The extremely rare northern white rhino - a subspecies of white rhino - may soon disappear. One of the last males, a 34 year-old rhino named Suni, died from natural causes on Oct. 17, at a nature reserve in Kenya, leaving just six northern white rhinos (only one of them male) remaining worldwide. Its close cousin, the southern white rhino, is also severely threatened. The low numbers are themselves largely a product of the relentless rhino poaching that occurs across Africa, and which has driven the animals as a whole to the brink of extinction. And the problem is getting worse. Back in 2009, Suni was one of eight of its species at the Kenyan Ol Pejeta Conservancy as part of a last-resort effort to save its kind. To date, these rhinos have not fared well in captivity. But after all, experts point out, it's not as though they're exactly doing too well in the wild: according to some conservationists, a free-roaming rhino is killed for its horn every nine hours. "It's a shame the [northern white rhino] subspecies got to that point," said Matthew Lewis, the World Wildlife Fund's senior program officer for African species conservation. Corralling surviving rhinos in that type of nature reserve represents "the worst-case scenario in trying to bring back a subspecies. Its story is a fantastic lesson on what not to do, and how we need to avoid getting to this point with other rhinos." So what to do? The answer, most would say, is to continue to support efforts to stop poaching, which is the primary cause of the decline of rhinos, as well as elephants and other animals. "That we've lost the subspecies is a statement of just how bad off animals are across Africa," said Stuart Pimm, a conservation ecologist at North Carolina's Duke University. "It's a measure of the fact that rhinos are being massively poached and in trouble wherever they are. It also means we're losing this distinctive, important animal within the savanna ecosystem. It's not just another charismatic animal; it's also a species that has a very clear ecological role, and we need to be very worried that we lost that." Large demonstrations took place Oct. 4 in 136 different cities, with activists calling for an end to rhino and elephant poaching, and seeking to draw greater attention to the issue in the eyes of the public. "There's a lot of talk, but we need to see more action," said Simon Jones, founder of nonprofit group Helping Rhinos. "We need more rangers on the ground and we need more campaigns in countries where ivory and rhino horns are sold." Among those actions was a march that took place that day in Johannesburg, South Africa. One of the organizers, Dex Kotze, remarked, "We have to do this for future generations. The youth today are making a statement globally, in 136 cities, that it's their heritage that is being killed. South Africa, home to the world's largest rhino populations, has seen at least 700 killed so far this year. We are also here protesting against the political leaders of the world, who do not have the guts and political will to make appropriate changes in their laws." Organizers there debuted a list of objectives, which included the demand for a global ban on the trade in ivory and rhino horns, stricter penalties for poachers who are caught, and better, more coordinated international cooperation in stopping what has arguably developed into a flourishing underground criminal industry.
  2. The elephants in northern Mozambique survived the country’s bloody civil war, but now they are being killed by the hundreds every year. An aerial-survey, commissioned by WWF-Mozambique, shows that between 480 to 900 elephants died in the area between 2011 and 2013, with the majority of the deaths being blamed on poaching. “The elephant deaths are probably due to illegal hunting and the losses are likely to be devastating to the population,” said Anabela Rodriguez, Country Director of WWF-Mozambique. Almost half of the elephants sighted during the aerial-survey of the landscape at the end of last year were carcasses of dead elephants. WWF is now calling for urgent action following these shocking research results. “Mozambique has emerged as one of the main places of the slaughter of elephants and ivory transit in Africa and as a profitable warehouse for transit and export of rhino horn for the Asian markets,” said WWF International’s Policy Expert on Wildlife Trade, Colman O’Criodain. “We need to see urgent action and ongoing commitment to combat these illegal activities.” But poaching seems to be increasing in not just Mozambique but also in neighboring South Africa. According to South Africa’s Department of Environmental Affairs, say that hundreds of rhinos have been killed. Figures released at the end of May showed that a total of 442 rhinos have already been poached in 2014 – with more than half killed inside the Kruger National Park. WWF is organizing a meeting with conservation NGOs, wildlife experts and government officials this week to find ways to stop this renewed onslaught on the elephant and rhino populations of southern Africa. But weak enforcement, vulnerable borders and corruption in Mozambique makes it hard to co-ordinate an effective response to poaching. “Well-organised and structured criminal networks facilitated by corruption are luring unemployed youths in the region to engage in criminal activities,” said Dr Jo Shaw, Manager of the Rhino Programme for WWF-South Africa. “In order to cope with this crisis, we need interventions that involve a variety of stakeholders from government, through to the private sector and civil society to change attitudes towards wildlife.” WWF calls for strengthened law enforcement and increased awareness “across all sectors of society” about the illegal wildlife trade that fuels the poaching in Mozambique.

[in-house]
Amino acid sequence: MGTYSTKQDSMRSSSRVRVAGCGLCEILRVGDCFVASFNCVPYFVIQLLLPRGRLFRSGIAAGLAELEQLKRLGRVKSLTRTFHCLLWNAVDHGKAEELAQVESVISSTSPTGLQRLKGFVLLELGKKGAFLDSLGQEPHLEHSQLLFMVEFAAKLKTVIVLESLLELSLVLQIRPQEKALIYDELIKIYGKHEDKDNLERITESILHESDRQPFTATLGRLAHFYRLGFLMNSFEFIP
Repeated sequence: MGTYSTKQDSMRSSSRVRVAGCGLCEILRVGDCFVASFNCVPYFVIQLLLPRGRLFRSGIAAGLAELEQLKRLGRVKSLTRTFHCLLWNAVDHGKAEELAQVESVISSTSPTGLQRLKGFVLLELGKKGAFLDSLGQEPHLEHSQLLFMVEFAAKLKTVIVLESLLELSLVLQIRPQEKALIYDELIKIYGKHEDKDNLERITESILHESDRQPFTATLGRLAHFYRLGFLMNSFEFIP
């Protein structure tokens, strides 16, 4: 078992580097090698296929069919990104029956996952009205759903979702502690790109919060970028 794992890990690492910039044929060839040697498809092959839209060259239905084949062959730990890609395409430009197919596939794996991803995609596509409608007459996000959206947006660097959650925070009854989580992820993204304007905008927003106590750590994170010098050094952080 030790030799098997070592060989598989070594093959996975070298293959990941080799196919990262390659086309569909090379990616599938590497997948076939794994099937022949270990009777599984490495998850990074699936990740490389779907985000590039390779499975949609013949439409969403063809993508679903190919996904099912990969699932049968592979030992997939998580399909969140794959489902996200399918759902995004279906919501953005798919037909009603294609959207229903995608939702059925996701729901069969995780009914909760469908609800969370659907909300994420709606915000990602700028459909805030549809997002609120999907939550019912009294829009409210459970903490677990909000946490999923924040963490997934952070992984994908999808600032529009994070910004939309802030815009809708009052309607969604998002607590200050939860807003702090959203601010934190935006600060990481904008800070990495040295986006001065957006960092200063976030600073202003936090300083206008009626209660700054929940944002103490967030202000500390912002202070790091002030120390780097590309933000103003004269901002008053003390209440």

3. Last week, British broadcaster and naturalist David Attenborough devoted over a third of a widely reported interview to his claim that human beings are "a plague on the earth." "It's not just climate change; it's sheer space, places to grow food for this enormous horde. Either we limit our population growth or the natural world will do it for us, and the natural world is doing it for us right now." Attenborough cited Ethiopia as his only example of the natural world fighting back against the human plague. "We keep putting on programmes about famine in Ethiopia; that's what's happening. Too many people there. They can't support themselves - and it's not an inhuman thing to say. It's the case." In Attenborough's view, Ethiopians are starving simply because there are too many of them. Since they haven't voluntarily reduced their numbers, the natural world is doing so, by the "natural" method of mass starvation. But let's suppose that 50% of Ethiopians disappear today. That would take the country's population back to its level in the 1980s. If Attenborough's people-are-the-problem view is correct, hunger should not have been a concern then. In reality, more than 400,000 Ethiopians died of starvation between 1983 and 1985, in one of the worst famines of modern times. Clearly, reducing population would not make Ethiopia any less vulnerable to mass hunger. Ethiopia actually produces much more food per person today than it did when the population was much smaller. According to Oxfam, the country is now is "just 2% from being able to supply an adequate level of food energy to all its citizens." Despite that, at least thirty million Ethiopians go to bed hungry every night. The problem isn't human numbers or food production, it's an economic and political system that enriches foreign investors and a tiny urban elite, while nearly 80% of the people earn less than $1 a day. There's lots of food, but they can't afford to buy it. Cruel irony: the hungriest people in Ethiopia are farmers. In the past five years, hundreds of thousands have been driven off their land with no compensation, while the government has leased millions of hectares to foreign corporations that raise export crops. But in Attenborough's populationist worldview, there are no land grabbers stealing land from subsistence farmers. There is no history of colonial exploitation, slavery, and war, no extreme inequality reinforced by neoliberal policies. There are no international speculators driving up food prices, no agribusiness giants exporting food to richer countries while millions starve. There are just people, and people are a plague. Yes, there is a plague on the earth, but it isn't people. It's a social and economic system that puts profit before people, that treats food as a commodity instead of as a basic human right. So long as that system remains in place, hunger and poverty will continue, no matter what happens to birth rates. Films about wild animals have made David Attenborough famous. It's sad and appalling that he uses that fame to promote ignorance about human suffering.